I’ve been pretty excited about the new BlackBerry Curve 8900 that my office handed me to replace a prehistoric 8800-series machine. Now there’s a new BlackBerry device, the Tour, which is making its debut this summer. So naturally, I rushed to check out the specs on the web to see what I missed.

Here’s what it’s got: 4.4 inches tall, 2.4 inches wide and 0.6 inch thick. There’s a 3.2 megapixel camera, enhanced media player with 256MB built-in memory, video playback and recording capability, and other consumer-friendly features. At under 5 ounces, it’s a little heavier than the Curve 8900, but it doesn’t look that much different.

But Research in Motion Co-Chief Executive Jim Balsillie told Reuters this latest phone is a “big step forward.” They’re calling it a “world phone”, which means globetrotters can easily access voice and data services on networks outside their home country.

Dell and Palm – Who needs whom?

When Dell hired Motorola’s cell phone president Ron Garriques in 2007, the talk was that the PC giant was preparing to enter the smartphone market.

More than two years later, Dell is still without a handheld gadget.

Instead of trying to build its own smartphone, Dell should simply acquire Palm, said Collins Stewart analyst Ashok Kumar in a note to investors on Friday.

Kumar posits that a Dell acquisition of Palm would help both companies, giving Dell a hot new product in Palm’s recently-released Pre, while giving Palm the deep pockets necessary to hang with the big guys.

iSuppli Breaks down the Palm Pre

We know that Palm built the Pre phone, but who made its guts and brains? According to research firm iSuppli that distinction goes to Texas Instruments, Qualcomm, Sony, and Samsung Electronics Co,  the leading component suppliers for the device.  iSuppli cracked up the phone to see what’s going on inside.

Among the highlights:

* The Pre uses an advanced Low-Temperature Polysilicon LCD display. The display, made by Sony (although Palm may get such displays from others too) is a 16-million color LCD.
* The touch screen controller chip is an integrated circuit from Cypress Semiconductor.
* Its applications processor portion centers on TI’s OMAP3430 applications processor
* Its wireless interface portion revolves around the Qualcomm MSM6801A baseband processor.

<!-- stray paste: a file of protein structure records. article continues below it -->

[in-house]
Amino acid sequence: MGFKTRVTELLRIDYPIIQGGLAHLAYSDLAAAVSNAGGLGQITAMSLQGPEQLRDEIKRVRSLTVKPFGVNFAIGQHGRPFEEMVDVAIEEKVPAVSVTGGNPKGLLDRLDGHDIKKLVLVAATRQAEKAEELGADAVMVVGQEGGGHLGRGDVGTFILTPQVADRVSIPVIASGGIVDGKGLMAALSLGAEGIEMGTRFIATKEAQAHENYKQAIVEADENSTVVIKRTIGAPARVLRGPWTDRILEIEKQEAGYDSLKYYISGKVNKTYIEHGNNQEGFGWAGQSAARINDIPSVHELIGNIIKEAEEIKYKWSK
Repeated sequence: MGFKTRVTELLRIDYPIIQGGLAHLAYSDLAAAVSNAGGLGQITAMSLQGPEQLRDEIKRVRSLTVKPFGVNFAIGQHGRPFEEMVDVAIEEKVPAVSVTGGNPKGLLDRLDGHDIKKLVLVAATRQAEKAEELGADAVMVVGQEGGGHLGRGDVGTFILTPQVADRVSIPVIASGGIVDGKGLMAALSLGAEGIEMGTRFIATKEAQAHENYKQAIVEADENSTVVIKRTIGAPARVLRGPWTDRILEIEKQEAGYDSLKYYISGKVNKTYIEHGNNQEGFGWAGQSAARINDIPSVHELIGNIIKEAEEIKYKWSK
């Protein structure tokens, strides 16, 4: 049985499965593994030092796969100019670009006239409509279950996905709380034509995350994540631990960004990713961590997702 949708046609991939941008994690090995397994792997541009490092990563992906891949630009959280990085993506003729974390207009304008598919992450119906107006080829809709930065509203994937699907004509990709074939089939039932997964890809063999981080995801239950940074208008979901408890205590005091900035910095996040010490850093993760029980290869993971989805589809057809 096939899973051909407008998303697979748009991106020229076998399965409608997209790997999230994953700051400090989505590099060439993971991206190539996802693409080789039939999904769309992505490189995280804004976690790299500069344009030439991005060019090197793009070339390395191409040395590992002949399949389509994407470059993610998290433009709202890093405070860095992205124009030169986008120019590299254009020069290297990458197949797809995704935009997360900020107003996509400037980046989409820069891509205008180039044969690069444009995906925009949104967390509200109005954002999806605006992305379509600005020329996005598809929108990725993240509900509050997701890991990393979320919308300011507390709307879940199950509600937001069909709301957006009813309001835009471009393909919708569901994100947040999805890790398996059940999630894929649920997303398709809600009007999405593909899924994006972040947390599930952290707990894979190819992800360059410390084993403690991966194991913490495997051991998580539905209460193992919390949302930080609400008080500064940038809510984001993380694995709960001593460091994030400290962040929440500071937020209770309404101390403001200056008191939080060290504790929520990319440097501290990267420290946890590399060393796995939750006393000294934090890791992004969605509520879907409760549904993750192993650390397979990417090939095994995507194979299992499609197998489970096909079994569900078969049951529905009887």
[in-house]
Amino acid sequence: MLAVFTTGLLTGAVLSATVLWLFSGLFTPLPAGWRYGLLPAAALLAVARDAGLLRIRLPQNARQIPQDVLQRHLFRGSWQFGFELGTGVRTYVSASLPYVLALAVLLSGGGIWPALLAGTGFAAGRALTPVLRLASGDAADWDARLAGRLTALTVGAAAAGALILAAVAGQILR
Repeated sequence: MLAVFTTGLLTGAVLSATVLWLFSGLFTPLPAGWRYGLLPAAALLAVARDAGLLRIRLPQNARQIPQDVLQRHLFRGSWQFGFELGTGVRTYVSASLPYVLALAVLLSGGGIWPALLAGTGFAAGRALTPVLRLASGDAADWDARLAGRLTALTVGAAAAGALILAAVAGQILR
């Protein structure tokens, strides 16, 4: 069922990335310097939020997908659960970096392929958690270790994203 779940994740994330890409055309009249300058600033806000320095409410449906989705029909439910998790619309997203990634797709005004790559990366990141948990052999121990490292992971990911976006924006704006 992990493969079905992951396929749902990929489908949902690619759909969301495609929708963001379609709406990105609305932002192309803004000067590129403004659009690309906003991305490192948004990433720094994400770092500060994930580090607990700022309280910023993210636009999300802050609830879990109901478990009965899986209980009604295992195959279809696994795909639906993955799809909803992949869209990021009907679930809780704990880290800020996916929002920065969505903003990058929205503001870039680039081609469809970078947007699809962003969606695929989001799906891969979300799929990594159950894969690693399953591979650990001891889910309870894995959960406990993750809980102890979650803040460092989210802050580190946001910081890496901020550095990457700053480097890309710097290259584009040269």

* Elpida was identified as the supplier of its SDRAM.
* Pre makes use of Samsung’s flash memory.

Andrew Rassweiler, director and principal analyst of iSuppli’s “teardown services” said Palm took a more expensive approach to build the Pre than other iPhone-like smartphones.

AT&T to customers: Have we got an iPhone deal for you!

Apple fans whooped it up yesterday when the company announced its first sub-$100 iPhone and a pair of faster, improved iPhone models.******But if you’re an existing AT&T customer and you’re looking to get your mitts on Apple’s newest gizmo, you might not be so excited by the fine print.******It turns out that the $99 iPhone is actually $499 for many existing AT&T customers. The new 16GB iPhone 3GS -0 the one that features video capture, faster throughput and a digital compass — which Apple unveiled for $199, will cost AT&T customers $599. And the new 32GB version is available to AT&T customers for the very special price of $699, which is significantly more expensive than the $299 price tag that anyone else can buy it for when they walk into an AT&T store for the first time.******The higher prices require renewing a 2-year contract with AT&T.******Update: AT&T said on Thursday that existing AT&T customers who renew their two-year contract can purchase the iPhones for $299 (for the 8GB model), $399 (16GB) and $499 (32GB), rather than the $499, $599 and $699 prices listed on Apple’s Web site. The higher prices are to purchase phones without any contract.******And the folks at AT&T also throw in an $18 activation fee. This activation fee applies to all AT&T customers who get a new device, whether it’s an iPhone or a more basic gadget. The problem is that the iPhone is such a high profile device that it brings everything from the carrier’s network quality to its contract fine print right into the forefront.******In fairness, it isn’t unusual for a carrier to hold off on selling its existing customers heavily subsidized phones until they’ve been a customer long enough to have repaid the debt. AT&T spokesman Mark Siegel explained:***

The key here is that the iPhone and our other devices are subsidized. The consumer is paying much less than the cost we will typically pay for devices.


As a way of offering those prices we ask them to enter a 2 year contract to cover the cost and give a return to our shareowners.

******Siegel noted that certain customers may still be eligible for the low iPhone prices, depending on how far along they’ve gotten in their existing contract and how promptly they’ve paid their bills. But he said there wasn’t a specific cut-off point in in the 2-year contract that guarantees the better prices — the terms are different for different customers.******So, if AT&T likes you, you’re in luck. Otherwise, you may have to shell out more duckets than your neighbor for Apple’s latest goodies.